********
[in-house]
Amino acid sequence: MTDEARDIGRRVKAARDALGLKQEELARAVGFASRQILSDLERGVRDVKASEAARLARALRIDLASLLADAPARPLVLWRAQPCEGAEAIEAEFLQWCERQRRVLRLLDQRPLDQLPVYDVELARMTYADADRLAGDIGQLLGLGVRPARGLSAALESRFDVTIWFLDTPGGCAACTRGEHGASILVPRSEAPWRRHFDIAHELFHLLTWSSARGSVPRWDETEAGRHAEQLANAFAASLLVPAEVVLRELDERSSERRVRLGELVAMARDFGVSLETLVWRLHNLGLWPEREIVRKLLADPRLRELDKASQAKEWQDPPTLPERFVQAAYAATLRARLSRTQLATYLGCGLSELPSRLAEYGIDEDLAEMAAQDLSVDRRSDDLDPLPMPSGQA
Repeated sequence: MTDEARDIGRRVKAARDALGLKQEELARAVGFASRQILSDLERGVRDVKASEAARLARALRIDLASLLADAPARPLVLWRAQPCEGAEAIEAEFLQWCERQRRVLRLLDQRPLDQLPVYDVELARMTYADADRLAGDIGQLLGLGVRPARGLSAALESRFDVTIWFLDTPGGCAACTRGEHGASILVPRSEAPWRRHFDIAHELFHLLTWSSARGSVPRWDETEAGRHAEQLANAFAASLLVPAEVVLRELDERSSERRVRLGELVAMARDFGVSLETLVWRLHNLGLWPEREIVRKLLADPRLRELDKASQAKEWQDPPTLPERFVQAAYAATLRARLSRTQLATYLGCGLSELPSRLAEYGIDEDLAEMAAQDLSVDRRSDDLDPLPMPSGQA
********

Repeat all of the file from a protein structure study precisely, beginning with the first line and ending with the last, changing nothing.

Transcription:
[in-house]
Amino acid sequence: MTDEARDIGRRVKAARDALGLKQEELARAVGFASRQILSDLERGVRDVKASEAARLARALRIDLASLLADAPARPLVLWRAQPCEGAEAIEAEFLQWCERQRRVLRLLDQRPLDQLPVYDVELARMTYADADRLAGDIGQLLGLGVRPARGLSAALESRFDVTIWFLDTPGGCAACTRGEHGASILVPRSEAPWRRHFDIAHELFHLLTWSSARGSVPRWDETEAGRHAEQLANAFAASLLVPAEVVLRELDERSSERRVRLGELVAMARDFGVSLETLVWRLHNLGLWPEREIVRKLLADPRLRELDKASQAKEWQDPPTLPERFVQAAYAATLRARLSRTQLATYLGCGLSELPSRLAEYGIDEDLAEMAAQDLSVDRRSDDLDPLPMPSGQA
Repeated sequence: MTDEARDIGRRVKAARDALGLKQEELARAVGFASRQILSDLERGVRDVKASEAARLARALRIDLASLLADAPARPLVLWRAQPCEGAEAIEAEFLQWCERQRRVLRLLDQRPLDQLPVYDVELARMTYADADRLAGDIGQLLGLGVRPARGLSAALESRFDVTIWFLDTPGGCAACTRGEHGASILVPRSEAPWRRHFDIAHELFHLLTWSSARGSVPRWDETEAGRHAEQLANAFAASLLVPAEVVLRELDERSSERRVRLGELVAMARDFGVSLETLVWRLHNLGLWPEREIVRKLLADPRLRELDKASQAKEWQDPPTLPERFVQAAYAATLRARLSRTQLATYLGCGLSELPSRLAEYGIDEDLAEMAAQDLSVDRRSDDLDPLPMPSGQA